Avian, swine, human

Where does this resistance to a human protein like MxA come from? “When IAV-infected people cough on pigs,” suggests Schwemmle as an example. “The infected animals do not always really get sick, but often do not grow so well.” And they are now a playground for viruses that are adapted to humans. There is also viral input from another source - pigs can become infected with IAVs from birds. “For these viruses, the conditions among birds are very good,” says Schwemmle. Birds do have an Mx protein, but it does not attack viruses. Birds lack an antiviral barrier comparable to MxA. That means IAV genes that cause MxA resistance can mutate wildly without functional pressure. Countless novel avian IAV combinations encounter Mx1 after crossing the species barrier in pigs - a weak counterpart to human MxA. Only a few IAVs fail due to Mx1. So it is a low hurdle. IAVs from birds can jump it - the first step towards adaptation to mammals. “This also lowers the higher bar set by human MxA,” Schwemmle explains.

The big uncertainty factor is the reassortment, says Schwemmle. In pigs, IAV gene segments from pigs, birds and humans can meet and mix. It's almost like playing a slot machine with three reels. If all three stop on the “right” symbol, it means the optimal combination of pandemic IAV properties - and pays out a disaster jackpot. The authors of the Chinese study say they have found such pathogens with “all the essential characteristics of a pandemic candidate” in China. The FLI, Schwemmle and the other research partners say this is going too far. The IAV reassortants found in Europe had zoonotic but by no means pandemic potential. To achieve this, viruses have to overcome a further  hurdle, namely that they can be transmitted from human to human.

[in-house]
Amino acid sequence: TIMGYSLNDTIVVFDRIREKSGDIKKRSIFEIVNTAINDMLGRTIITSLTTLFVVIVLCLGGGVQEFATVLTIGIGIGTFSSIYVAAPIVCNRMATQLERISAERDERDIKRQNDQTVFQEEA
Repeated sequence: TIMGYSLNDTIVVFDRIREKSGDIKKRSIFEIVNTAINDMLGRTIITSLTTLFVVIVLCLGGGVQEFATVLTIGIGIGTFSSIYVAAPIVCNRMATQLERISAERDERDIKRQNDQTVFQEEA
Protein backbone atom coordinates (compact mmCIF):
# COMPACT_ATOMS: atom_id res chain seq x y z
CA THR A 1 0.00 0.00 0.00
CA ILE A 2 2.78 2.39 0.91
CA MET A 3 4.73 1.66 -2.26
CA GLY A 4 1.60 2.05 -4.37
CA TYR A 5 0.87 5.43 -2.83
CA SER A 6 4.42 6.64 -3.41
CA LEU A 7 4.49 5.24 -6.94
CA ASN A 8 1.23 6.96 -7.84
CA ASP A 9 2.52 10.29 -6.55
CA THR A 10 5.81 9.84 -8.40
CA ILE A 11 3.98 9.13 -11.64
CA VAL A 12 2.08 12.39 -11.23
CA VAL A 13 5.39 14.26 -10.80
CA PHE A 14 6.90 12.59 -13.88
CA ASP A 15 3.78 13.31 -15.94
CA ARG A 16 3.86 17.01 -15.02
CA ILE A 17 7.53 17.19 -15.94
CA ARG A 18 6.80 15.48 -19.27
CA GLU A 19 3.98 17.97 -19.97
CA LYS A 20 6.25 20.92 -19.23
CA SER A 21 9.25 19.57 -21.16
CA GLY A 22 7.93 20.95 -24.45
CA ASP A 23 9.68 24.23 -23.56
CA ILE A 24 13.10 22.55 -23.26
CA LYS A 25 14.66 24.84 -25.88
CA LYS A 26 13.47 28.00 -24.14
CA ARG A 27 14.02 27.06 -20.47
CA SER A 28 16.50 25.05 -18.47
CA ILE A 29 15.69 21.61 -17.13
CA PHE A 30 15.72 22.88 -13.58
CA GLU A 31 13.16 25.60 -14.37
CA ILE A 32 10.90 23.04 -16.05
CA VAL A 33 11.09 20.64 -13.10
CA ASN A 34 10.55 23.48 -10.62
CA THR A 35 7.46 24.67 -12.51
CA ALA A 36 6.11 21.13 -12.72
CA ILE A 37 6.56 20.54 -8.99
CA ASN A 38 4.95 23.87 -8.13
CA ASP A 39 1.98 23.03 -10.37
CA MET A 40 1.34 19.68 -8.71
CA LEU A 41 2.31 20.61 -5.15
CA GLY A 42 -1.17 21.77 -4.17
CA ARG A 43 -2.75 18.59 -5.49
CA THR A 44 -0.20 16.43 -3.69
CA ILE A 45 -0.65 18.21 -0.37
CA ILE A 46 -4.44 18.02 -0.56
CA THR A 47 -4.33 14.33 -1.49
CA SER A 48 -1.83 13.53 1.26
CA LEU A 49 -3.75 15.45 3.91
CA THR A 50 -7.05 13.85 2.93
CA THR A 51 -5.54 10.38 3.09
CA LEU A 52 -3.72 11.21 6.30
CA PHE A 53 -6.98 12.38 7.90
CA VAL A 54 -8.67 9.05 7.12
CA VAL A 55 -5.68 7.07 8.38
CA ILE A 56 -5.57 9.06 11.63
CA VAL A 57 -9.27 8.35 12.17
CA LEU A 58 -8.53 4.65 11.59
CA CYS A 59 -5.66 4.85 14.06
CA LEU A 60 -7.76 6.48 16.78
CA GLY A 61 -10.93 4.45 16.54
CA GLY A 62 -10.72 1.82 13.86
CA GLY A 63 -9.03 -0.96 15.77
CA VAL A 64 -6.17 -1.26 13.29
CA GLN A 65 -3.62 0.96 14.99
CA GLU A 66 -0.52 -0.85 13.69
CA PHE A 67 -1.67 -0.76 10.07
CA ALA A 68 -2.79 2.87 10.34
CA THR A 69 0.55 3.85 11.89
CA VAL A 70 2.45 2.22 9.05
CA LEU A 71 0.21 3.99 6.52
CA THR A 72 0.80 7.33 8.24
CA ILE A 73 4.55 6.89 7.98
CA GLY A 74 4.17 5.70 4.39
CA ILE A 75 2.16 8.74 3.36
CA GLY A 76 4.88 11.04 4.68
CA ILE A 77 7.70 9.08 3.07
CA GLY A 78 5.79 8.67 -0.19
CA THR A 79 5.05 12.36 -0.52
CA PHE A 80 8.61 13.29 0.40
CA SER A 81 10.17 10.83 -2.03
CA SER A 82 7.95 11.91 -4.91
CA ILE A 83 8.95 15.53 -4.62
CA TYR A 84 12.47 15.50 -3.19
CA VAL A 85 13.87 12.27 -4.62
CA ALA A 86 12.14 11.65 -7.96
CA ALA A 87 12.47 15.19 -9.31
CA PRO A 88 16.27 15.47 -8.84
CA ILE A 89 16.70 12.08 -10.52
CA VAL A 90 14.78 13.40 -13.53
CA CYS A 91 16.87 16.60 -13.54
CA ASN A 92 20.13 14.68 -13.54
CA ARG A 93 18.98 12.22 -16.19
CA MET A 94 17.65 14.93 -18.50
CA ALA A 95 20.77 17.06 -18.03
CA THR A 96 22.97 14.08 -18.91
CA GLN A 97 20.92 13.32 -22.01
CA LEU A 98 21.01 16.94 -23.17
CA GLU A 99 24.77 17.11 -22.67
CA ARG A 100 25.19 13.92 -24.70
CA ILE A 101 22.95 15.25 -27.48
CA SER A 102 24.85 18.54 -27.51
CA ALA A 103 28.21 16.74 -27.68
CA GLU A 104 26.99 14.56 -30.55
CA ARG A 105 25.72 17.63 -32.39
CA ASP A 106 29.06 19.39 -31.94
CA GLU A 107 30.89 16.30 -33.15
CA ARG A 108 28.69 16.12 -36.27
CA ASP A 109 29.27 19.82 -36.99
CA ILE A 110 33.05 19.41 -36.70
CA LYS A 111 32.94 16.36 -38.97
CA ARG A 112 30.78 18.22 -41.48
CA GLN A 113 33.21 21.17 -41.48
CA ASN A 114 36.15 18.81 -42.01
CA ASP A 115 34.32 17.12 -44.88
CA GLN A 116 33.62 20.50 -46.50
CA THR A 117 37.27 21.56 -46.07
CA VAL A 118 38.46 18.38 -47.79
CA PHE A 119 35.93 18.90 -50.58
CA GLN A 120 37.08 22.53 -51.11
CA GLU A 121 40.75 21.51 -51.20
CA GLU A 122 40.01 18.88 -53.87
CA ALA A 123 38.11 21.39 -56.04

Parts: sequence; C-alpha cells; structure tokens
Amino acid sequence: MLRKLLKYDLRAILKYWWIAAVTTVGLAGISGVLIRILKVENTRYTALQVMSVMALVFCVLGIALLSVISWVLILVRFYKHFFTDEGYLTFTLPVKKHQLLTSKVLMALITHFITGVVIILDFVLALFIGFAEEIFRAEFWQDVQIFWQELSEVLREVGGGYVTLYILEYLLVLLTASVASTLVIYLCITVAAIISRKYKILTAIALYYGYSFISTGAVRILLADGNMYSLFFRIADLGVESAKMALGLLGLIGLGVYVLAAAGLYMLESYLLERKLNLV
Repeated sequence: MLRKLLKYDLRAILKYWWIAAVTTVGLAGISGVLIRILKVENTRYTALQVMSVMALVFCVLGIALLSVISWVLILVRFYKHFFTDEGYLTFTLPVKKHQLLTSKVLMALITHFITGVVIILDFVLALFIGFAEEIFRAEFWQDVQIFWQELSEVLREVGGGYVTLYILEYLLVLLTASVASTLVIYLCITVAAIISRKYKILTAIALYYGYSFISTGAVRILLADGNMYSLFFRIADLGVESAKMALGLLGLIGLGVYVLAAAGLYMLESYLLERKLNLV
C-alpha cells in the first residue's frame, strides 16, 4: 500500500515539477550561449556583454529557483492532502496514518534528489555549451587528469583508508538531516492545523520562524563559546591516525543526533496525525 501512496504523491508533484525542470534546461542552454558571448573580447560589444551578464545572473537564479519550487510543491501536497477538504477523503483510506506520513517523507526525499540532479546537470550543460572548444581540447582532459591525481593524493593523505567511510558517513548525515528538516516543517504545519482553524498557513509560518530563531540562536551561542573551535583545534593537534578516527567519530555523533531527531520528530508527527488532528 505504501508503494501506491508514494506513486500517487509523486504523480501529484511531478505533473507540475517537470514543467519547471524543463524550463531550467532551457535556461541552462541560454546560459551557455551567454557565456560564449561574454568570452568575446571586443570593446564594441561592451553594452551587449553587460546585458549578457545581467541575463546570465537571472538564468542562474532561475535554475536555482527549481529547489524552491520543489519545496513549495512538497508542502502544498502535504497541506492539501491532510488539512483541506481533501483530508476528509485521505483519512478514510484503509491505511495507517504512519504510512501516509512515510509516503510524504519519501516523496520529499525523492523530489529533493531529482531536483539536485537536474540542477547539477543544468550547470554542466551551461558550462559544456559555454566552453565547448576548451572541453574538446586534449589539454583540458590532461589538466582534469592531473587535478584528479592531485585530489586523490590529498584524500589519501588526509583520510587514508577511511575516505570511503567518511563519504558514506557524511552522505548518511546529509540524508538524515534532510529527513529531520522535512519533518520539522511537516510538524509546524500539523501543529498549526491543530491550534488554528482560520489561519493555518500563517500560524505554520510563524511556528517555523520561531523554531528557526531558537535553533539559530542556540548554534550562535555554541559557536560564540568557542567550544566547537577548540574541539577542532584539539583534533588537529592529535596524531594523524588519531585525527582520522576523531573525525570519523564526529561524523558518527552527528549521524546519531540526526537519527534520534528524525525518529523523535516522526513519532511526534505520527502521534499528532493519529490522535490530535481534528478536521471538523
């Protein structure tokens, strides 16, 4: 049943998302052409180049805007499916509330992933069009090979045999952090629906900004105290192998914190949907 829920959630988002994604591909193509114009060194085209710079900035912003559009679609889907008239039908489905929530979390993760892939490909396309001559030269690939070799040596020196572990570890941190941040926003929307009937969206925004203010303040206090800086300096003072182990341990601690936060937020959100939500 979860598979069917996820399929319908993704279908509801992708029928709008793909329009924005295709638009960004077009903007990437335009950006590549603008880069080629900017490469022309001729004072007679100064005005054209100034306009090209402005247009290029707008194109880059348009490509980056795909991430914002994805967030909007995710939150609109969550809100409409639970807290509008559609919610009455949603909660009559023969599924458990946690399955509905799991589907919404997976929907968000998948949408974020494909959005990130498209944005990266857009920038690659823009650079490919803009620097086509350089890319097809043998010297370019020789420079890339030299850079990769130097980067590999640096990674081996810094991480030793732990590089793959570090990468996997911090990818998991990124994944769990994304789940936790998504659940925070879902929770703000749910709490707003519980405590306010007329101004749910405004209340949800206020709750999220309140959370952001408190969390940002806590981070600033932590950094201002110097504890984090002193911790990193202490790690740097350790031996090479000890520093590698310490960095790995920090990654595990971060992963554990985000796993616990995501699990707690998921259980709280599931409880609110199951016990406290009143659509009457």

Preventive vaccines may help

The human infection process is modeled using ferrets. The FLI teams headed by Professors Martin Beer and Timm Harder used a ferret model to test how infectious some European IAV reassortants are. Only one combination was able to spread among the animals. “None of the other combinations worked,” Schwemmle says. His working group also found that people who are vaccinated against influenza have antibodies against all the IAV reassortants tested. “The extent to which they are protected varies. But it is enough to make these IAVs spread poorly. They are then not fit enough for a pandemic.”

The step from pig to human is much easier than from human to human, Schwemmle explains. But he does not want to paint an overly rosy picture, pointing out that the European researchers only examined a small selection of IAV reassortants from pigs. “Furthermore, all our test systems have their limitations,” he warns, “We need better screening models for viruses with pandemic potential.” Schwemmle says it is important to prevent birds from settling near pig farming operations. In the case of potentially dangerous viruses, Martin Schwemmle believes it makes sense to maintain a low but constant production of vaccines. Vaccinated pigs would thrive better and at the same time pose less of a threat to humans. This would benefit all parties. Then society would not be caught off-guard when an IAV influenza pandemic breaks out. Because it will be along one day.

Jürgen Schickinger